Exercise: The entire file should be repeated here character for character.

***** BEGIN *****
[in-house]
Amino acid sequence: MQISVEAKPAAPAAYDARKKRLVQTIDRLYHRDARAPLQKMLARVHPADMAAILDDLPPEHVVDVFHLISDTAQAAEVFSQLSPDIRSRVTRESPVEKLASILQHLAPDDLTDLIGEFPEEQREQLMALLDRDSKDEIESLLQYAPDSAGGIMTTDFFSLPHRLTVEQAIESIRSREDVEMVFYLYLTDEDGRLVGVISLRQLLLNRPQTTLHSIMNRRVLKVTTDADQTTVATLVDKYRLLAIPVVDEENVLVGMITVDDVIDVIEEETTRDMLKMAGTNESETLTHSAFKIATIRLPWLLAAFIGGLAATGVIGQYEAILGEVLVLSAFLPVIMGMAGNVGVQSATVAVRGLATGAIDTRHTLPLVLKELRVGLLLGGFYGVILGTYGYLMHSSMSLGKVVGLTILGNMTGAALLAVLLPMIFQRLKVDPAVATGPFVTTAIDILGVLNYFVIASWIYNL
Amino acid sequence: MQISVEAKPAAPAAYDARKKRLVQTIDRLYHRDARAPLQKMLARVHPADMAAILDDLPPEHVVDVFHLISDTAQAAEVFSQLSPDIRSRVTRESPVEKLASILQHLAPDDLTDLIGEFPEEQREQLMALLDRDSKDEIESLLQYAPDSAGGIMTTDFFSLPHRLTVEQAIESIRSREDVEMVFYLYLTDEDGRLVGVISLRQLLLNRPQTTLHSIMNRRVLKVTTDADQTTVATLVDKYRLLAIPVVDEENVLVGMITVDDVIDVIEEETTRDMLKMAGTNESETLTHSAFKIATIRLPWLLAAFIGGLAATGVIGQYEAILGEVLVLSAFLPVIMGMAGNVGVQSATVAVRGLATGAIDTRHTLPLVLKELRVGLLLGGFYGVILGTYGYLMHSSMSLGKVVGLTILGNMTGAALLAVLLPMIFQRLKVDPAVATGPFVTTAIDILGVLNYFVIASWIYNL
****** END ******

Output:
[in-house]
Amino acid sequence: MQISVEAKPAAPAAYDARKKRLVQTIDRLYHRDARAPLQKMLARVHPADMAAILDDLPPEHVVDVFHLISDTAQAAEVFSQLSPDIRSRVTRESPVEKLASILQHLAPDDLTDLIGEFPEEQREQLMALLDRDSKDEIESLLQYAPDSAGGIMTTDFFSLPHRLTVEQAIESIRSREDVEMVFYLYLTDEDGRLVGVISLRQLLLNRPQTTLHSIMNRRVLKVTTDADQTTVATLVDKYRLLAIPVVDEENVLVGMITVDDVIDVIEEETTRDMLKMAGTNESETLTHSAFKIATIRLPWLLAAFIGGLAATGVIGQYEAILGEVLVLSAFLPVIMGMAGNVGVQSATVAVRGLATGAIDTRHTLPLVLKELRVGLLLGGFYGVILGTYGYLMHSSMSLGKVVGLTILGNMTGAALLAVLLPMIFQRLKVDPAVATGPFVTTAIDILGVLNYFVIASWIYNL
Amino acid sequence: MQISVEAKPAAPAAYDARKKRLVQTIDRLYHRDARAPLQKMLARVHPADMAAILDDLPPEHVVDVFHLISDTAQAAEVFSQLSPDIRSRVTRESPVEKLASILQHLAPDDLTDLIGEFPEEQREQLMALLDRDSKDEIESLLQYAPDSAGGIMTTDFFSLPHRLTVEQAIESIRSREDVEMVFYLYLTDEDGRLVGVISLRQLLLNRPQTTLHSIMNRRVLKVTTDADQTTVATLVDKYRLLAIPVVDEENVLVGMITVDDVIDVIEEETTRDMLKMAGTNESETLTHSAFKIATIRLPWLLAAFIGGLAATGVIGQYEAILGEVLVLSAFLPVIMGMAGNVGVQSATVAVRGLATGAIDTRHTLPLVLKELRVGLLLGGFYGVILGTYGYLMHSSMSLGKVVGLTILGNMTGAALLAVLLPMIFQRLKVDPAVATGPFVTTAIDILGVLNYFVIASWIYNL